JIM LEHRER: Now, how would you describe your relationship with John Kerry? He said you’re close friends.
SEN. JOHN McCAIN: Excellent, we are very good friends. And there was an article in one of the newspapers the other day; I said that we didn’t socialize a lot. No, we don’t socialize a lot, but we’ve traveled to Hanoi on a number of occasions and we’ve worked together on a lot of issues. And I didn’t in any way mean to, any of my comments to be construed that John Kerry and I are not good friends. And he has my respect.
JIM LEHRER: But you said in that same story, it was in the Washington Post, that you never had a meal together, just the two of you.
SEN. JOHN McCAIN: We’ve had — I’ve been to his house in Georgetown once. But the lifestyle in Washington is not that you do a lot of socializing any more. On Friday I’m back in Arizona with my family. I mean it’s — Washington, it isn’t that environment. But he is a good friend and he has my respect.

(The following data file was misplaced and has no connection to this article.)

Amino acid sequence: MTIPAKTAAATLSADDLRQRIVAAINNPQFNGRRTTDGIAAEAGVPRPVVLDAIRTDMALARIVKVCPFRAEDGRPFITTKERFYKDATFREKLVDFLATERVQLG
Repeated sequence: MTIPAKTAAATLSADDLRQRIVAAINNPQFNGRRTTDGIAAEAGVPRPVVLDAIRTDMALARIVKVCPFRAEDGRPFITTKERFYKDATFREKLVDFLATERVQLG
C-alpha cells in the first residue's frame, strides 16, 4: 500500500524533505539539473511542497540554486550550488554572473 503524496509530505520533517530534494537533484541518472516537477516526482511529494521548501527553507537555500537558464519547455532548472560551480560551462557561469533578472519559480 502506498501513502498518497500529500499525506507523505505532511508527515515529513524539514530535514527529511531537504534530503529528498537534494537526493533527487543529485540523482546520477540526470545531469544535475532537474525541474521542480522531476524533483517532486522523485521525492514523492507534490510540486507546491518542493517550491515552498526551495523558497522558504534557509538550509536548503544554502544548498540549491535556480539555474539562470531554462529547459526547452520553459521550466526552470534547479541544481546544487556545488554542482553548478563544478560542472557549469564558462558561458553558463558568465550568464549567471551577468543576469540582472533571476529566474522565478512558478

JIM LEHRER: I don’t want to make too big a deal of this, but the bottom line is, is that both sides want to embrace John McCain, and they’re doing it. And you don’t seem to mind.
SEN. JOHN McCAIN: Well, I mean, there’s very little that I can do except to–
I think that the reason why I have a certain amount of respect is because people think that I will stand up and say and do what I believe is right. And I’m not, that’s not always the correct path, but it’s been what I think is right. And yes, I regret it when I see our Senate in gridlock, and when I see these allegations and accusations, of failure to be patriotic and all that.
But it’s a very interesting situation, I will agree, but the one thing that the three of you know, everything in politics is very transient.